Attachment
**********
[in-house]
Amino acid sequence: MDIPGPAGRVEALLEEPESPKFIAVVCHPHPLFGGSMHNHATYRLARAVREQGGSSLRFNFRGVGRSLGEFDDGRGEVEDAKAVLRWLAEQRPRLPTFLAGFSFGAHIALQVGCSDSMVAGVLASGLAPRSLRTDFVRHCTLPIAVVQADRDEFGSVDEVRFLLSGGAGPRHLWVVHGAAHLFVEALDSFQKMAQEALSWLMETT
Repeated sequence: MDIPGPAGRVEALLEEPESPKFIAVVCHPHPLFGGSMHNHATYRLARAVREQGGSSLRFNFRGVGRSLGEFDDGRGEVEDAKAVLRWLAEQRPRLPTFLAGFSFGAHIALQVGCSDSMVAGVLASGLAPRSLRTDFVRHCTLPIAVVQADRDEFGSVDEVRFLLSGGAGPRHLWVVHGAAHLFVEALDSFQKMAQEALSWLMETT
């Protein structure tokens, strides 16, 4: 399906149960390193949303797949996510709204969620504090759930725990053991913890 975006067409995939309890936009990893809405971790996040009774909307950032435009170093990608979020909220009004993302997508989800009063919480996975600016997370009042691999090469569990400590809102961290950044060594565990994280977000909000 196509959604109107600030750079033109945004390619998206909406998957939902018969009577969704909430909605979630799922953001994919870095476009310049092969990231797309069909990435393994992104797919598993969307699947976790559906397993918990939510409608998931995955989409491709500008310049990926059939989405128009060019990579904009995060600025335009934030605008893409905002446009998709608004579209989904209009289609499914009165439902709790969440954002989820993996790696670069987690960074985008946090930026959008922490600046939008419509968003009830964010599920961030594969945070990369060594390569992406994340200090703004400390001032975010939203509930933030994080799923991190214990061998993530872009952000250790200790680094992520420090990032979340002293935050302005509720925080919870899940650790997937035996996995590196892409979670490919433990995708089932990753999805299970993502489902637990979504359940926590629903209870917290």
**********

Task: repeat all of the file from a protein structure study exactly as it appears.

[in-house]
Amino acid sequence: MDIPGPAGRVEALLEEPESPKFIAVVCHPHPLFGGSMHNHATYRLARAVREQGGSSLRFNFRGVGRSLGEFDDGRGEVEDAKAVLRWLAEQRPRLPTFLAGFSFGAHIALQVGCSDSMVAGVLASGLAPRSLRTDFVRHCTLPIAVVQADRDEFGSVDEVRFLLSGGAGPRHLWVVHGAAHLFVEALDSFQKMAQEALSWLMETT
Repeated sequence: MDIPGPAGRVEALLEEPESPKFIAVVCHPHPLFGGSMHNHATYRLARAVREQGGSSLRFNFRGVGRSLGEFDDGRGEVEDAKAVLRWLAEQRPRLPTFLAGFSFGAHIALQVGCSDSMVAGVLASGLAPRSLRTDFVRHCTLPIAVVQADRDEFGSVDEVRFLLSGGAGPRHLWVVHGAAHLFVEALDSFQKMAQEALSWLMETT
């Protein structure tokens, strides 16, 4: 399906149960390193949303797949996510709204969620504090759930725990053991913890 975006067409995939309890936009990893809405971790996040009774909307950032435009170093990608979020909220009004993302997508989800009063919480996975600016997370009042691999090469569990400590809102961290950044060594565990994280977000909000 196509959604109107600030750079033109945004390619998206909406998957939902018969009577969704909430909605979630799922953001994919870095476009310049092969990231797309069909990435393994992104797919598993969307699947976790559906397993918990939510409608998931995955989409491709500008310049990926059939989405128009060019990579904009995060600025335009934030605008893409905002446009998709608004579209989904209009289609499914009165439902709790969440954002989820993996790696670069987690960074985008946090930026959008922490600046939008419509968003009830964010599920961030594969945070990369060594390569992406994340200090703004400390001032975010939203509930933030994080799923991190214990061998993530872009952000250790200790680094992520420090990032979340002293935050302005509720925080919870899940650790997937035996996995590196892409979670490919433990995708089932990753999805299970993502489902637990979504359940926590629903209870917290």